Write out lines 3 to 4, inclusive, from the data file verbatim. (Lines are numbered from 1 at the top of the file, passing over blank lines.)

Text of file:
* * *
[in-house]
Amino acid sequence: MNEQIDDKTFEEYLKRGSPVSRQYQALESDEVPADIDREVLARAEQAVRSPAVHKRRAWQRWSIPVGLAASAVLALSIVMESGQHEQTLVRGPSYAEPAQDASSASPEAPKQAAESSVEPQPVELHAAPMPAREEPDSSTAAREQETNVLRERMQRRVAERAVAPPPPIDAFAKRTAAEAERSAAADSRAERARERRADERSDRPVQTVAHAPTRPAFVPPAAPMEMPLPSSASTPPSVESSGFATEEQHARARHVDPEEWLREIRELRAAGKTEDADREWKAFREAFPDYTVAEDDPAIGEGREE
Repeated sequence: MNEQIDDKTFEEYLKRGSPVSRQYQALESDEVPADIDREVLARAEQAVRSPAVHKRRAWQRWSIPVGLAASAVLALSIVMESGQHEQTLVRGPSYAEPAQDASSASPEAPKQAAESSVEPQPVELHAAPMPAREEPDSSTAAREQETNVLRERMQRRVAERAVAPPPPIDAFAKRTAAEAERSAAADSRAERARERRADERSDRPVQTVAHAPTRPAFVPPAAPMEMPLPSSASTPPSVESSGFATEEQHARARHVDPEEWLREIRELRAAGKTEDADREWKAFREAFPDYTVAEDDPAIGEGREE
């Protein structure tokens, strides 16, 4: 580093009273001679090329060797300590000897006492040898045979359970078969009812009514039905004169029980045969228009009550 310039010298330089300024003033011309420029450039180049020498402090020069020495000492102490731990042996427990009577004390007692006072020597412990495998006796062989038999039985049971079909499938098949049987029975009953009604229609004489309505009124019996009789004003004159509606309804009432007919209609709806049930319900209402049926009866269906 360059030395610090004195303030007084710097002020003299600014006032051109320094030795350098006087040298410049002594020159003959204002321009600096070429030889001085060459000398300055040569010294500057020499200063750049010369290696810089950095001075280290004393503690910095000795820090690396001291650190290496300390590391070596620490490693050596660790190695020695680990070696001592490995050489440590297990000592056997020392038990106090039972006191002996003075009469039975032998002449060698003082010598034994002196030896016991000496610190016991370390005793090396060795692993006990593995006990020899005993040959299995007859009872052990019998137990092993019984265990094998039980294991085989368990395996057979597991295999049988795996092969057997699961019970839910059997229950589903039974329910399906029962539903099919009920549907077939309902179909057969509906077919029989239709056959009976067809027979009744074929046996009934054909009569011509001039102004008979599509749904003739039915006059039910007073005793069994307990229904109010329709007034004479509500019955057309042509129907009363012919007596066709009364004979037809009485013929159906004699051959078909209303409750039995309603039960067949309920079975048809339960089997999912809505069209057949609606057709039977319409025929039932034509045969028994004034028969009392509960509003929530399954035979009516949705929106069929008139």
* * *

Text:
Repeated sequence: MNEQIDDKTFEEYLKRGSPVSRQYQALESDEVPADIDREVLARAEQAVRSPAVHKRRAWQRWSIPVGLAASAVLALSIVMESGQHEQTLVRGPSYAEPAQDASSASPEAPKQAAESSVEPQPVELHAAPMPAREEPDSSTAAREQETNVLRERMQRRVAERAVAPPPPIDAFAKRTAAEAERSAAADSRAERARERRADERSDRPVQTVAHAPTRPAFVPPAAPMEMPLPSSASTPPSVESSGFATEEQHARARHVDPEEWLREIRELRAAGKTEDADREWKAFREAFPDYTVAEDDPAIGEGREE
């Protein structure tokens, strides 16, 4: 580093009273001679090329060797300590000897006492040898045979359970078969009812009514039905004169029980045969228009009550 310039010298330089300024003033011309420029450039180049020498402090020069020495000492102490731990042996427990009577004390007692006072020597412990495998006796062989038999039985049971079909499938098949049987029975009953009604229609004489309505009124019996009789004003004159509606309804009432007919209609709806049930319900209402049926009866269906 360059030395610090004195303030007084710097002020003299600014006032051109320094030795350098006087040298410049002594020159003959204002321009600096070429030889001085060459000398300055040569010294500057020499200063750049010369290696810089950095001075280290004393503690910095000795820090690396001291650190290496300390590391070596620490490693050596660790190695020695680990070696001592490995050489440590297990000592056997020392038990106090039972006191002996003075009469039975032998002449060698003082010598034994002196030896016991000496610190016991370390005793090396060795692993006990593995006990020899005993040959299995007859009872052990019998137990092993019984265990094998039980294991085989368990395996057979597991295999049988795996092969057997699961019970839910059997229950589903039974329910399906029962539903099919009920549907077939309902179909057969509906077919029989239709056959009976067809027979009744074929046996009934054909009569011509001039102004008979599509749904003739039915006059039910007073005793069994307990229904109010329709007034004479509500019955057309042509129907009363012919007596066709009364004979037809009485013929159906004699051959078909209303409750039995309603039960067949309920079975048809339960089997999912809505069209057949609606057709039977319409025929039932034509045969028994004034028969009392509960509003929530399954035979009516949705929106069929008139």